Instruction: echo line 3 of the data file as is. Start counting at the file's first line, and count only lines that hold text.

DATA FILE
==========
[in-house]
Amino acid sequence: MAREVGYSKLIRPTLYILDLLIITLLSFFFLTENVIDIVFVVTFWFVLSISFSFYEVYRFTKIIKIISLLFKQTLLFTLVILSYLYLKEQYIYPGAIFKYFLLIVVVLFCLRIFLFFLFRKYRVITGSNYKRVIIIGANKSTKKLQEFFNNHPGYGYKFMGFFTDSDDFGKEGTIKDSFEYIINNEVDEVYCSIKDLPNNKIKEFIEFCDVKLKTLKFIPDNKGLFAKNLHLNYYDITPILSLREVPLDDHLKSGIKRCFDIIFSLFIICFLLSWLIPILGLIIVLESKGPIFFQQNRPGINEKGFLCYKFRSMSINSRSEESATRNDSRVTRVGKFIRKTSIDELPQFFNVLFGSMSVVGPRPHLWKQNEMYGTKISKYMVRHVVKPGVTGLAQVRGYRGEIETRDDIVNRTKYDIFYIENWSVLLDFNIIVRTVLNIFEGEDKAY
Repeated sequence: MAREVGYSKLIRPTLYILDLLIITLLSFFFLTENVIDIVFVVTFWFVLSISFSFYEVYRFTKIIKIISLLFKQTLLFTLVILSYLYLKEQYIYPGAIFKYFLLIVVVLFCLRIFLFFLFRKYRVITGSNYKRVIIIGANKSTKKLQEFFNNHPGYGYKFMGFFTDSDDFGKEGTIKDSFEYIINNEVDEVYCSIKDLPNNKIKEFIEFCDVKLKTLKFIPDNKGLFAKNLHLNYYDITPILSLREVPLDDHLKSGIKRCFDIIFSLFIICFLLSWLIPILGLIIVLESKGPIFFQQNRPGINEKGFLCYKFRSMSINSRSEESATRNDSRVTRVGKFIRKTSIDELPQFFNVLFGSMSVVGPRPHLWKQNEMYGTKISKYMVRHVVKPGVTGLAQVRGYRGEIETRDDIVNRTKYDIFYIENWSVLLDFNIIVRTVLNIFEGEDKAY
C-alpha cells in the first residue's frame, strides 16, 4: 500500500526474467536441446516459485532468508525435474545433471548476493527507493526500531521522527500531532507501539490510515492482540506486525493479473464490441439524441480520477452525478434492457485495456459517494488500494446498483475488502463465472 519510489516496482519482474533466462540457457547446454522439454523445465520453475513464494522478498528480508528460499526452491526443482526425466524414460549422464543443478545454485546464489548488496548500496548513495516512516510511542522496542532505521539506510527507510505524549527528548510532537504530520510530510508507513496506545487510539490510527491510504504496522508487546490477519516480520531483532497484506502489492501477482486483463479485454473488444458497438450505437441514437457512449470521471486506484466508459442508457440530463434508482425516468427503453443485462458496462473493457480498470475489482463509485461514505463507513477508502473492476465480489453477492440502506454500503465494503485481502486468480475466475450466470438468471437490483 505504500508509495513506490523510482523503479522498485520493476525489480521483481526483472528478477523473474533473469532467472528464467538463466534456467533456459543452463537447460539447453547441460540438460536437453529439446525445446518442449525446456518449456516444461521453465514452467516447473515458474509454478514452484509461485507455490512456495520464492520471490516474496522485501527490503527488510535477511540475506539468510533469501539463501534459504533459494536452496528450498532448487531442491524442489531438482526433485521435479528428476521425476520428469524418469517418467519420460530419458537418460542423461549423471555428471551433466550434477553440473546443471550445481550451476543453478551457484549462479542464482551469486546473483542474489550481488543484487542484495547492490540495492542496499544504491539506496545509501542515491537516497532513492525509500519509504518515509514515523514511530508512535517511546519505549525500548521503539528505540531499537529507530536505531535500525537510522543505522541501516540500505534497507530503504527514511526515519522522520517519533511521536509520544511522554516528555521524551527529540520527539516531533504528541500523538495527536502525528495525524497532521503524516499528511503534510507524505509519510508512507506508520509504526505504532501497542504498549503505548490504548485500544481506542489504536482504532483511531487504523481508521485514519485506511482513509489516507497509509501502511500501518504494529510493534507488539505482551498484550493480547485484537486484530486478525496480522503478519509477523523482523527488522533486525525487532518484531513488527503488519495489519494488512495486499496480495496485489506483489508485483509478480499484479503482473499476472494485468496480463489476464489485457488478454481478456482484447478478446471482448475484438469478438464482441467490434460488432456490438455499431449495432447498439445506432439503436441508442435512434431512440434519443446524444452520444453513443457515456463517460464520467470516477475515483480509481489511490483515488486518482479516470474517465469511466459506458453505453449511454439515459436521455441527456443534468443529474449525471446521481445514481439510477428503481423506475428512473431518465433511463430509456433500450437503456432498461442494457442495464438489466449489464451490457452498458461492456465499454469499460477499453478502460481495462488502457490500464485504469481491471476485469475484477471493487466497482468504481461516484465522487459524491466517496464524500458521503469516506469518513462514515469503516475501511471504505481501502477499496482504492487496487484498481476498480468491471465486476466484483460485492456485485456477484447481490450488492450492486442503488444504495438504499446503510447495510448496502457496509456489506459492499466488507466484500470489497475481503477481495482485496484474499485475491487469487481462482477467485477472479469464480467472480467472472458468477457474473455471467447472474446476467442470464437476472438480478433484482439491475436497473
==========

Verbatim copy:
Repeated sequence: MAREVGYSKLIRPTLYILDLLIITLLSFFFLTENVIDIVFVVTFWFVLSISFSFYEVYRFTKIIKIISLLFKQTLLFTLVILSYLYLKEQYIYPGAIFKYFLLIVVVLFCLRIFLFFLFRKYRVITGSNYKRVIIIGANKSTKKLQEFFNNHPGYGYKFMGFFTDSDDFGKEGTIKDSFEYIINNEVDEVYCSIKDLPNNKIKEFIEFCDVKLKTLKFIPDNKGLFAKNLHLNYYDITPILSLREVPLDDHLKSGIKRCFDIIFSLFIICFLLSWLIPILGLIIVLESKGPIFFQQNRPGINEKGFLCYKFRSMSINSRSEESATRNDSRVTRVGKFIRKTSIDELPQFFNVLFGSMSVVGPRPHLWKQNEMYGTKISKYMVRHVVKPGVTGLAQVRGYRGEIETRDDIVNRTKYDIFYIENWSVLLDFNIIVRTVLNIFEGEDKAY